We performed a comprehensive search of Pubmed, MEDLINE, and EMBASE for all English-language studies of all levels of evidence pertaining to SPORT, in accordance with Preferred Reported Items for Systematic Reviews and Meta-analayses (PRISMA) guidelines.

We aim to summarize the 10-year clinical outcomes of SPORT and its numerous follow-up studies for spinal stenosis.

The Spine Patient Outcomes Research Trial (SPORT) was a landmark randomized control trial including approximately 2,500 patients at 13 clinics across the country. SPORT compared surgical and nonoperative management of the three most common spinal pathologies.

Keywords utilized in the literature search included: SPORT, spine patient outcomes research trial, spinal stenosis, and surgical outcomes.

Surgical intervention showed significantly greater improvement in pain and physical function scales from 6 weeks through 4 years. However, between 4 and 8 years, the difference between the two groups diminished, and the benefits in both groups stabilized. Secondary factors investigated showed that smoking was a confounding variable for treatment benefits and a positive sedimentation sign correlated with a greater surgical treatment effect. Obese patients were found to have higher rates of infection and reoperation and less improvement from baseline function. Risk factors for reoperation included duration of pretreatment symptoms for longer than 12 months, increased age, multiple levels of stenosis, predominant back pain, no physical therapy, greater leg pain, the use of antidepressants and no neurogenic claudication upon enrollment.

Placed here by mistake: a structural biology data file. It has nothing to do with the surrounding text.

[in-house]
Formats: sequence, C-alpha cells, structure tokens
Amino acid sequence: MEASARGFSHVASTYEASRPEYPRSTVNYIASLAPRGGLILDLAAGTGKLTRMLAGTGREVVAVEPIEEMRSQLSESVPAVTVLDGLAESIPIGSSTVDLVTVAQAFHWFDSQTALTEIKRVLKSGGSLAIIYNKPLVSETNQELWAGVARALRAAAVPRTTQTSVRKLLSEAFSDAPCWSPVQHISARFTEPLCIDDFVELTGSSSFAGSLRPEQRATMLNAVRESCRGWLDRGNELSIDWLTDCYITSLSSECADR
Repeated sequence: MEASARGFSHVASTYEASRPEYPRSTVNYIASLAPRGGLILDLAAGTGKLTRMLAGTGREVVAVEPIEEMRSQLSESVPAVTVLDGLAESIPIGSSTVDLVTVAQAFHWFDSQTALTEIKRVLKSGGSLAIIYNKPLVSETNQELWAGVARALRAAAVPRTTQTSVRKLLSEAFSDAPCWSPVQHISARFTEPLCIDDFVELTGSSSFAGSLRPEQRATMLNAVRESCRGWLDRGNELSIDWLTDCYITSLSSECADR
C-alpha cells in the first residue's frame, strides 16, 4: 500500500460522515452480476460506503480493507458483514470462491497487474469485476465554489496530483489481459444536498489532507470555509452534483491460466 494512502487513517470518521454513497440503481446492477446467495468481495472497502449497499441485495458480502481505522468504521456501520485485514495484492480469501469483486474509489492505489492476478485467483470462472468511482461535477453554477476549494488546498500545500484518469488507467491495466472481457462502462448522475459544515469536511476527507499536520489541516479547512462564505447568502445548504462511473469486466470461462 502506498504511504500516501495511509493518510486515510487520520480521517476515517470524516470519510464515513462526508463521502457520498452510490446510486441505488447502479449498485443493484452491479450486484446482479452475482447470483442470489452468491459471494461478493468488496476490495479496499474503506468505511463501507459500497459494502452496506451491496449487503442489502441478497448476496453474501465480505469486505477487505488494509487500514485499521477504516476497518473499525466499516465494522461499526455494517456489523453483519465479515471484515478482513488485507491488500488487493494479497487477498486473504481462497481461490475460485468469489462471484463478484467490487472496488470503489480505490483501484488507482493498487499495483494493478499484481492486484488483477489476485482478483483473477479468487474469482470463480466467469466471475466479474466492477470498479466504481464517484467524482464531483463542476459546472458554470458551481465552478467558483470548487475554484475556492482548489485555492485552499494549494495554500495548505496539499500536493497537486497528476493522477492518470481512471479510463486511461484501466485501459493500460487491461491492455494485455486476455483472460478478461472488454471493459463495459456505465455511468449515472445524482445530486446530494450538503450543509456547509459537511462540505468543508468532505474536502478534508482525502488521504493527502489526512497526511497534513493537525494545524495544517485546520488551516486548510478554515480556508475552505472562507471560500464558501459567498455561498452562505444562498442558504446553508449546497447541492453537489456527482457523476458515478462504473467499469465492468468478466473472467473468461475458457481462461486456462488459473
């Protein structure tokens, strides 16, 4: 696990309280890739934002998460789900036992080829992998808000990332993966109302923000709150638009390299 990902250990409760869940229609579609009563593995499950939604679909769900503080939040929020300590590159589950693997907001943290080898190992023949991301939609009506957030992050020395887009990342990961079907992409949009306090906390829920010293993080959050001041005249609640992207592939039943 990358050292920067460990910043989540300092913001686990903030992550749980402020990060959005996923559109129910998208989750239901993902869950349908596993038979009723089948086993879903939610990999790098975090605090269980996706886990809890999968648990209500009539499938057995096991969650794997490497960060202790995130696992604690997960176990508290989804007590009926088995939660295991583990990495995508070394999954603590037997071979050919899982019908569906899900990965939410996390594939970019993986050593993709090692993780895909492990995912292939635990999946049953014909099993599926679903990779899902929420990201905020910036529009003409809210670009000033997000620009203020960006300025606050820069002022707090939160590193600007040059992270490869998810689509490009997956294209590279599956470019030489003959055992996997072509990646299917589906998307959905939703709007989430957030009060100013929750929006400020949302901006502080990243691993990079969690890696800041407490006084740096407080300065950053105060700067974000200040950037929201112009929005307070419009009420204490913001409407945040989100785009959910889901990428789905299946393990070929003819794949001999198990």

Ten years after its inception, SPORT has made strides in standardization and optimization of treatment for spinal pathologies. SPORT has provided clinicians with insight about outcomes of surgical and nonoperative treatment of spinal stenosis. Results showed significantly greater improvement through 4 year follow up in those patients that received surgical treatment, however the difference between the surgical and nonsurgical groups diminished at 8 year follow up.


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